29 19,20 fmally staged; however, patients were fmally staged in the pathologic and prognostic data on which to base decisions 21 recent GOG trial. The PORTEC (Postoperative Radiation Therapy regarding adjuvant treatment should be advocated f all patients in Endometrial Carcinoma) trials showed that whole pelvic RT is not who do not have medical technical contraindications to lymph 19,22 beneficial and that RT cannot overcome po surgical treatment. node dissection. The Aalders' randomized trial found that RT only prevents vaginal recurrences and that RT does not reduce distant metastases improve survival. The Keys' trial revealed that most of the initial recurrences were confined to the vagina, prompting the use of vaginal brachytherapy as adjunctive treatment. A recent retrospective analysis of 21,249 women with endometrial cancer found that adjuvant RT only improved overall and relative survival in those with stage IC disease. There is a consensus that patients with documented extrauterine disease are at increased risk f recurrence and need adjuvant therapy; however, the optimal fm of adjuvant therapy has yet to be determined Treatment is often tailed to the surgically defined extent of disease. A point of histical controversy has been whether positive peritoneal cytology (stage IIIA) is an independent prognostic fact, after adjustment f other known risk facts. present, there is general agreement that in the absence of other adverse pathologic features (high-grade tums, deep myometrial invasion, papillary serous clear cell histologies, documented extrauterine disease), a positive peritoneal cytology may be a clinically inconsequential finding. Completely Surgically Staged Patients. The imprecision of preoperative and intraoperative assessment of grade and myometrial invasion along with the potential therapeutic benefit of lymph node dissection make the concept of intraoperative decisionbased lymph node dissection difficult to apply prospectively with accuracy. Therefe, complete surgical staging to gather full 21 Manuscript update in progress 25,26 At Laparoscopic pelvic and para-atic lymphadenectomy in association with laparoscopically assisted vaginal hysterectomy has been proposed as an alternative surgical approach; however, the panel recommends that this approach be used only in the context of a clinical trial and that patients should be followed over a long term to compare their outcomes with those of traditional laparotomy. A randomized phase III trial evaluating this potentially less invasive method is underway (GOG-LAP2). To assess the role of adjuvant radiation in surgically staged endometrial cancer patients without extrauterine disease, the GOG completed a multicenter trial that randomly assigned patients with stage IB, stage IC, and occult stage II disease (any grade) to pelvic radiotherapy versus observation alone after primary surgery. Initial analysis of the study showed a significant decrease in overall recurrences and an improvement in the 2-year progression-free interval faving the radiated coht, but overall survival was not statistically different between the two groups. Patterns of failure analysis in the GOG trial revealed an intriguing finding: most of the initial pelvic recurrences in the observation group were limited to the vagina. This finding has prompted some clinicians to ask if vaginal brachytherapy is sufficient adjuvant treatment f patients with tums that are histologically confined to the uterus, despite the existence of other intrauterine risk features. 27 The GOG randomized trial has also been criticized f including patients with a broad range of relapse risk, including many who probably have excellent prognoses, hence diluting the possibility of detecting a benefit to adjuvant therapy. 21 Version /01/ National Comprehensive Cancer Netwk, Inc. All rights reserved. These guidelines and this illustration may not be reproduced in any fm without the express written permission of. MS-4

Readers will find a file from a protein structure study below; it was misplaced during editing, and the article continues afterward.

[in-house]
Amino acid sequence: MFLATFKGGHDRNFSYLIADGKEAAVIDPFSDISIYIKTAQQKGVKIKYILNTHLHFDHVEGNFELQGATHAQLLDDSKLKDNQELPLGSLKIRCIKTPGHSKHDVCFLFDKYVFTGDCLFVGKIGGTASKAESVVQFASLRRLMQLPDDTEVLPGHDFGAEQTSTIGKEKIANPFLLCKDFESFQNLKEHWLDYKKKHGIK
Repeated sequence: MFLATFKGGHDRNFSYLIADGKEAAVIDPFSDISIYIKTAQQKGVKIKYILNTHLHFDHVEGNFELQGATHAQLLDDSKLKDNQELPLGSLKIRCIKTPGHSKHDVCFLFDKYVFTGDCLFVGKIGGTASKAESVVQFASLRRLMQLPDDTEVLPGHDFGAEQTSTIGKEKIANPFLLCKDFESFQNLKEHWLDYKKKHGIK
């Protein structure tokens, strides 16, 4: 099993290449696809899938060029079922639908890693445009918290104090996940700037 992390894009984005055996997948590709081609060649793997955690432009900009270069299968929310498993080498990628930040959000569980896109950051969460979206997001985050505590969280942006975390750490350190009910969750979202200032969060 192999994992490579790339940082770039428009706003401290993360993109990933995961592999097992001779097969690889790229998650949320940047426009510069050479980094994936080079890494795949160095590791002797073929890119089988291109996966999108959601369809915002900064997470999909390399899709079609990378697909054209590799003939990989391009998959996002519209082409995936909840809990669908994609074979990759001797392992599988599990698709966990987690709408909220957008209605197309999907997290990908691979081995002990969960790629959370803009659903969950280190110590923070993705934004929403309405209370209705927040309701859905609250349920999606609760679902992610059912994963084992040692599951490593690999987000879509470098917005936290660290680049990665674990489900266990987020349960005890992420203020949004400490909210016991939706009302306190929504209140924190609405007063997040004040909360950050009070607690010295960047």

30 Adequate surgical staging provides imptant infmation to assist in selection of adjuvant therapy f endometrial tums. Patients with completely surgically staged stage I endometrial cancer are stratified by adverse risk facts such as advanced age, lymphovascular invasion, tum size, depth of invasion, and involvement of lower uterine segment. All stage IA, G1-3 patients should be observed. However, vaginal brachytherapy is also recommended f stage IA, G3 disease if no adverse risk facts are present. Observation vaginal brachytherapy with without pelvic RT (categy 2B f all options) is recommended f patients with adverse risk facts. Stage IB patients without adverse risk facts can be observed treated with vaginal brachytherapy (G2-3). If adverse facts are present, stage IB, G1 patients should be observed undergo vaginal brachytherapy; however, stage 1B, G2 tums need observation vaginal brachytherapy with without pelvic RT (categy 2B f all options). Stage IB, G3 tums need pelvic RT and/ vaginal brachytherapy (categy 2B f all options). F stage IC patients with adverse risk facts, pelvic RT and/ vaginal brachytherapy is recommended (categy 2B f all options), regardless of their histologic grade. Otherwise, if no adverse risk Manuscript update in progress nodal disease was found in 19% of grade 2 cancers and in 34% of grade 3 cancers. Given the wider acceptance of fmal surgicopathologic evaluation and the adoption of the 1988 FIGO staging classification (see Table 1), clinical stage I and stage II patients with adverse intrauterine features who were once deemed at risk f nodal metastases are now upstaged to stage III and stage IV when extrauterine disease is documented. The implications of this stage migration should be taken into account when evaluating histical data. Significant controversy centers on appropriate adjuvant therapy in patients with surgical stage I and stage II endometrial cancer, regardless of intrauterine features, f whom extrauterine disease has been clearly ruled out. In a large prospective study, the GOG repted that the 5-year survival rate f surgical stage I patients with no adverse risk facts other than grade and myometrial invasion (ie, without extrauterine disease, isthmus/cervical involvement, lymphovascular space invasion) was 92.7%. practice of surgical staging has led to a decrease in the use of adjuvant therapy f stage I endometrial carcinoma. facts are present, observation vaginal brachytherapy is recommended f G1-2 patients; however, pelvic RT and/ vaginal carcinoma with unfavable prognostic facts was demonstrated by The benefit of external irradiation in pathologic stage I endometrial brachytherapy (categy 2B f all options) is recommended f G3 a prospective clinical study. Kucera and colleagues repted on a patients. large series of 605 patients with stage I endometrial carcinoma Based on a prospective evaluation of surgicopathologic patterns of initially treated with TH/BSO. Patients with low-grade and spread in endometrial cancer by the Gynecologic Oncology Group superficially invasive disease received vaginal brachytherapy only, (GOG) and others, it is now recognized that much of the adverse whereas those with higher-grade disease and deeper myometrial prognosis associated with intrauterine risk facts is mediated infiltration underwent vaginal and external-beam radiation. The 5- through nodal involvement. The incidence of pelvic nodal year survival results showed that patients with po prognostic metastases is 5% less f grade 1 and 2 tums with inner onethird myometrial invasion. F patients with outer third infiltration, facts who received external-beam radiation and vaginal brachytherapy did as well as the patients with a good prognosis who The Version /01/ National Comprehensive Cancer Netwk, Inc. All rights reserved. These guidelines and this illustration may not be reproduced in any fm without the express written permission of. MS-5